There are pundits who prophesy the death of the book in this new computer age and righteously hail the advent of electronic books and CD-ROM, technology, not only as replacements for the printed page, but as a vast improvement over it as well. Readers, however, and many librarians, balk at resigning the traditional book to oblivion, stubbornly resisting the prospect of demoting it to the level of mere historical curiosity. Some argue the seduction of a book's aesthetic nature--the smell of ink, the feel of a page between the fingers, the privacy of imaginative experience--while others offer the more pragmatic point of view that books are the stuff of democratic choice, while anything electronic or computerized is by its very nature too complex (and probably too expensive) for the majority of readers. Even those who realize that the advent of new technology is not necessarily deleterious to the old, but simply different, may ask: What strange marriage is this, between the literature of Shakespeare and the multimedia technology of CD-ROM?
A Good Marriage
For one thing, such a marriage has the potential to be useful and educational, not to mention provocative and entertaining, as any good marriage should be. In 1971, Michael Hart first conceived the idea of entering the great books of Western civilization into 'a computer, using "plain vanilla ASCII text"; his efforts to make books available to anyone cheaply, via computer, has grown into the Internet-based Project Gutenberg, also a CD-ROM with some 269 works contained thereon (published by Walnut Creek).
From humble beginnings, electronic text has grown into electronic books (such as Allegro New Media's Turbobooks and Voyager's Expanded Books) and multimedia education and entertainment, with collections such as Corel's World's Greatest Classic Books and Library of the Future, containing the complete text of more than 1,750 literary titles and a intelligent search engine to find topics and themes of choice. One can but hope that multimedia technology will not so much eclipse the book as augment it said give it greater scope, accessibility, and usefulness--from bedtime story to scholarly text. However, CD-ROM is a still a relatively new medium, and many caution the buyer to beware, as did Allen in a recent New York Times review, comparing a book and its CD-ROM version: "Links that can take you anywhere give you both freedom and chaos. The book breaks into its fragments."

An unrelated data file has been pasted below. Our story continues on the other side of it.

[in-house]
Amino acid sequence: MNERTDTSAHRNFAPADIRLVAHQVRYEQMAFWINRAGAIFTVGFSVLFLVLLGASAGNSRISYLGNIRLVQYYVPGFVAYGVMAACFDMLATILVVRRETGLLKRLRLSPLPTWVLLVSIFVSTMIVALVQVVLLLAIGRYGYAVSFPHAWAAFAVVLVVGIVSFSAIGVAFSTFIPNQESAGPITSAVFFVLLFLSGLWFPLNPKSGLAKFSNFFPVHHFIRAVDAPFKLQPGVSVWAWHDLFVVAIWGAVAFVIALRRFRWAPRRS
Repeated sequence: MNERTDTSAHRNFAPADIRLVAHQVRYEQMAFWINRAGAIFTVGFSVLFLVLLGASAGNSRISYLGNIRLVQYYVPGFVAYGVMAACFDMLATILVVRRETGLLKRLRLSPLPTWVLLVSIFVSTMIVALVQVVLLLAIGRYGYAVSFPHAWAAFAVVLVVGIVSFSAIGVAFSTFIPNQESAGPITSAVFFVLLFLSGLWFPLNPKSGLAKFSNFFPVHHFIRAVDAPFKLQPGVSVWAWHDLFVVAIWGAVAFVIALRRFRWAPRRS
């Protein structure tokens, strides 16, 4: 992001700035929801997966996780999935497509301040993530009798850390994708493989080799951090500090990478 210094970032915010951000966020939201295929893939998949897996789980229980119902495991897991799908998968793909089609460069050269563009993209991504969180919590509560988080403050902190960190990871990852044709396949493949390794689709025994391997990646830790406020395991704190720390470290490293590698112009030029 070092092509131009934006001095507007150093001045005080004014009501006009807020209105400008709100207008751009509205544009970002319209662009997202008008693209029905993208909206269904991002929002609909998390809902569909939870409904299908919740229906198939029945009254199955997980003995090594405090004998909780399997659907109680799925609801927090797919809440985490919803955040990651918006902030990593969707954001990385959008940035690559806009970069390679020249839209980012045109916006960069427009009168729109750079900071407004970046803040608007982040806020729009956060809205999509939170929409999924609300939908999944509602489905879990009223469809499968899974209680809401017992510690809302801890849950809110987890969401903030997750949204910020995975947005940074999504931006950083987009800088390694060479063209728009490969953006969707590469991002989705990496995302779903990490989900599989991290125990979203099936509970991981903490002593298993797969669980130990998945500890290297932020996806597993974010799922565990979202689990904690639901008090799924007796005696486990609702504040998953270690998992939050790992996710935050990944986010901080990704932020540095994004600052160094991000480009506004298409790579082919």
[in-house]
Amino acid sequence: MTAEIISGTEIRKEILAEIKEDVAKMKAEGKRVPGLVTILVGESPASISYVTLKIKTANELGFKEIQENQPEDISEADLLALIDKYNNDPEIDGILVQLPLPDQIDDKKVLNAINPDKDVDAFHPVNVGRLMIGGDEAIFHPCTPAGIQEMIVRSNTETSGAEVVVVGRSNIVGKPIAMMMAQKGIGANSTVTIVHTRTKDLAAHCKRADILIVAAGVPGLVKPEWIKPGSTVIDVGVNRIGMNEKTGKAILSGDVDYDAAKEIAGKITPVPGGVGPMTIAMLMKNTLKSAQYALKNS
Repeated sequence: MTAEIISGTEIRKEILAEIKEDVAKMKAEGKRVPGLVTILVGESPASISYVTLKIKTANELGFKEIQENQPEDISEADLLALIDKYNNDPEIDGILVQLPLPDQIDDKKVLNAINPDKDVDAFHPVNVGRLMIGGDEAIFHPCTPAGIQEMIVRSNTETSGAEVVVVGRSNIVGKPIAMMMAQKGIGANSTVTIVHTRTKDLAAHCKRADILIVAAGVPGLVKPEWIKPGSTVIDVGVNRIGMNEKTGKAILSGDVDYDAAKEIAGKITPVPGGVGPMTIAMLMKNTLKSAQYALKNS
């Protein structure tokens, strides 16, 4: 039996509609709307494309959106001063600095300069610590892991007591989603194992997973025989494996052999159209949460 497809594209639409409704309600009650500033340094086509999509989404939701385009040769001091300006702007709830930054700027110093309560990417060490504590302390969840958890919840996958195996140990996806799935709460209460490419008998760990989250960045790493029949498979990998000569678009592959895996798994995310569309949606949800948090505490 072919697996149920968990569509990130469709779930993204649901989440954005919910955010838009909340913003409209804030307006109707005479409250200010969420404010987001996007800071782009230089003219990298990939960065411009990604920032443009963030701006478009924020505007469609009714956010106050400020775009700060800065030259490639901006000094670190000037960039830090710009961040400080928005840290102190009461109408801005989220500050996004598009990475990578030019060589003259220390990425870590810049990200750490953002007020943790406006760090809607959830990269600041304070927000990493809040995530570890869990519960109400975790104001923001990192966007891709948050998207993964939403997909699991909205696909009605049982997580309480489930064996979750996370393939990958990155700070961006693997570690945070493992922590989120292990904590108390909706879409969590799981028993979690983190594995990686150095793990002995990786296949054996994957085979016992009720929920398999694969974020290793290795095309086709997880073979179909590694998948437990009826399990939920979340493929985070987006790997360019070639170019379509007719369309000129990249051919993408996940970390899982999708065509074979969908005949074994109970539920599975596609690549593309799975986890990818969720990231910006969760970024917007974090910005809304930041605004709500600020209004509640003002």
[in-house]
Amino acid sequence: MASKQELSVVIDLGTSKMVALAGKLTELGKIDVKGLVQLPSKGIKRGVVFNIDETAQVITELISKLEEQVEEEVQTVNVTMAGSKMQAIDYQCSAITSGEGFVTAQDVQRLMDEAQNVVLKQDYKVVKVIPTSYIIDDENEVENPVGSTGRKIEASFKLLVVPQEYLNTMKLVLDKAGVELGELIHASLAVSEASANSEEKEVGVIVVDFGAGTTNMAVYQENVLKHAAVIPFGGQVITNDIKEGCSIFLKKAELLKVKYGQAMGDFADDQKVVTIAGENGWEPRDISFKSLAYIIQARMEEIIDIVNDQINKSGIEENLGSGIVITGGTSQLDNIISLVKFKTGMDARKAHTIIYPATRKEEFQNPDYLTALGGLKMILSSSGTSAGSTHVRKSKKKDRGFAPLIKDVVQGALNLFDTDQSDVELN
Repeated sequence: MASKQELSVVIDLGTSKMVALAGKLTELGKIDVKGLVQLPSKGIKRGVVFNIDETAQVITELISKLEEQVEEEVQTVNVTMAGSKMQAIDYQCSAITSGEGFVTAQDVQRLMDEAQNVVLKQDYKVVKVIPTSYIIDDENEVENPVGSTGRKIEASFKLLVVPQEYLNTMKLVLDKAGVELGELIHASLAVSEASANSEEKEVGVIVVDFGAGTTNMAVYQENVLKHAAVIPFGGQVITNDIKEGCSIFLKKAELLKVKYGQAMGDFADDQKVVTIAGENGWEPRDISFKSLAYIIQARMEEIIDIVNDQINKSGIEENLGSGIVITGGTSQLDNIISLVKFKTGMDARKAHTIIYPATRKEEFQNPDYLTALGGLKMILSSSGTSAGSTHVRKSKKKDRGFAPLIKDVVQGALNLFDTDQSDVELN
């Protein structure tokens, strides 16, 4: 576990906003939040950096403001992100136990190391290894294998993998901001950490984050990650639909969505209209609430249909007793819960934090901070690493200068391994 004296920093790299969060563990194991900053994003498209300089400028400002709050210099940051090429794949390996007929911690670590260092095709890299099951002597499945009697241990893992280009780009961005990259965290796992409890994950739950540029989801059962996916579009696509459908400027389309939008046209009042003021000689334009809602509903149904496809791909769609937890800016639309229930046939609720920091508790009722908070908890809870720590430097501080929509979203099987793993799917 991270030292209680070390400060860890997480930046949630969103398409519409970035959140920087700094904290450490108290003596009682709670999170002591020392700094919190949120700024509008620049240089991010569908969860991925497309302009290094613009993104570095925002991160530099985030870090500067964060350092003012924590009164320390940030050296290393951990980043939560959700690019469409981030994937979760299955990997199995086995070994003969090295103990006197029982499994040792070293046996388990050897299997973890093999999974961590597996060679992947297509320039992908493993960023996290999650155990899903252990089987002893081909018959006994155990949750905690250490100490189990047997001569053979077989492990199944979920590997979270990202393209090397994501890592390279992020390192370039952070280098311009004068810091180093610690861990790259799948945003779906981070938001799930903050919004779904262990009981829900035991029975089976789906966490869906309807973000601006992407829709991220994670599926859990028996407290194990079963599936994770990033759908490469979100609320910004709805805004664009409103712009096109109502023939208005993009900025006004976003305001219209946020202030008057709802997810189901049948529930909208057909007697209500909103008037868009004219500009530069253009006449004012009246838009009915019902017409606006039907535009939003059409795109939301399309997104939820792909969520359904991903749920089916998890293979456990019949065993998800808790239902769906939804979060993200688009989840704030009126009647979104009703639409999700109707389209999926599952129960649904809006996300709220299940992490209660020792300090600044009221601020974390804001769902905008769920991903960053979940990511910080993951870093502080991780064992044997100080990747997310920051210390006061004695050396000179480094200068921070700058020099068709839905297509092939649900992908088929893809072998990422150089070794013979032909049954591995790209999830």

The earliest significant impact that literature on disc had was in children's stories, and this is still the area of largest production in the literature CD-ROM arena. There is a good reason for the popularity of such discs as The Tale of Peter Rabbit (Disc's), How the Leopard Got His Spots (Microsoft), Black Beauty (Sound Source Interactive), and 20,000 Leagues Under the Sea--these stories have always entertained, and the interactive nature of CD-ROMs (and the sometimes whimsical originality of the disc producers) make them all that more absorbing and entertaining. Reading with a child at a computer, it may be argued, is more interactive than most bedtime reading, and somehow irresistible to parents as well as to children. As Bennett points out in his seminal 1994 examination of children's literature on CD-ROM, "Something magical and non-threatening happens when a children's story weds a computer."
Much of children's literature in book form is illustrated and hence already lends itself to multimedia technology. Combining visual art with text, narration, and interactive coloring-and-composing features does indeed make a classic like Heidi (Queue), as well as a newer story, such as George Shrinks (Harper Collins), likely to be a child's landmark literary experience, much as the Victorian illustrated children's editions of books like Treasure Island were in the past century. The tale of The Tortoise and the Hare (Broderbund Living Books) becomes truly alive when a child gets to see--and has the tools to start and stop--the hare running across the "page" of a computer screen. …